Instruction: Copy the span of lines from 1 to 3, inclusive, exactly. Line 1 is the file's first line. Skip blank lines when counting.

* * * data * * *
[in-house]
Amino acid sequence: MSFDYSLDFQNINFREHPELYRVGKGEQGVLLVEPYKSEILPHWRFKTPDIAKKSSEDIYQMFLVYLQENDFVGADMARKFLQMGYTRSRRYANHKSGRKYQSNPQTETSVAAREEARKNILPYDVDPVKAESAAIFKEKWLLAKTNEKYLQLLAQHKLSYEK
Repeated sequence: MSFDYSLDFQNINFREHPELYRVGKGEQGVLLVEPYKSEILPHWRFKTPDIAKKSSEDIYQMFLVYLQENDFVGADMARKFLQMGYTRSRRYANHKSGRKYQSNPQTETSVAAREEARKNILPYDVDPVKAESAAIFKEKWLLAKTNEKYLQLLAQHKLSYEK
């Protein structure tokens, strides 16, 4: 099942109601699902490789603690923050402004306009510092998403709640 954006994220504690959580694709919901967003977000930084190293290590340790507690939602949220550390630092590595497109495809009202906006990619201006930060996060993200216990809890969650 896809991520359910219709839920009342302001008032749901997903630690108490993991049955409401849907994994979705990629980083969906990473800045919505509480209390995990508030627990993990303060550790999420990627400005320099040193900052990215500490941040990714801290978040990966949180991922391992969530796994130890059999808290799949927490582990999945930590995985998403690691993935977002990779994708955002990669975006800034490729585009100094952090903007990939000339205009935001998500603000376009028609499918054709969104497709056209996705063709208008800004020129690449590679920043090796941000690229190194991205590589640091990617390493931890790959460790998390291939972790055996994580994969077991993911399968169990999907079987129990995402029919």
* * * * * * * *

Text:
[in-house]
Amino acid sequence: MSFDYSLDFQNINFREHPELYRVGKGEQGVLLVEPYKSEILPHWRFKTPDIAKKSSEDIYQMFLVYLQENDFVGADMARKFLQMGYTRSRRYANHKSGRKYQSNPQTETSVAAREEARKNILPYDVDPVKAESAAIFKEKWLLAKTNEKYLQLLAQHKLSYEK
Repeated sequence: MSFDYSLDFQNINFREHPELYRVGKGEQGVLLVEPYKSEILPHWRFKTPDIAKKSSEDIYQMFLVYLQENDFVGADMARKFLQMGYTRSRRYANHKSGRKYQSNPQTETSVAAREEARKNILPYDVDPVKAESAAIFKEKWLLAKTNEKYLQLLAQHKLSYEK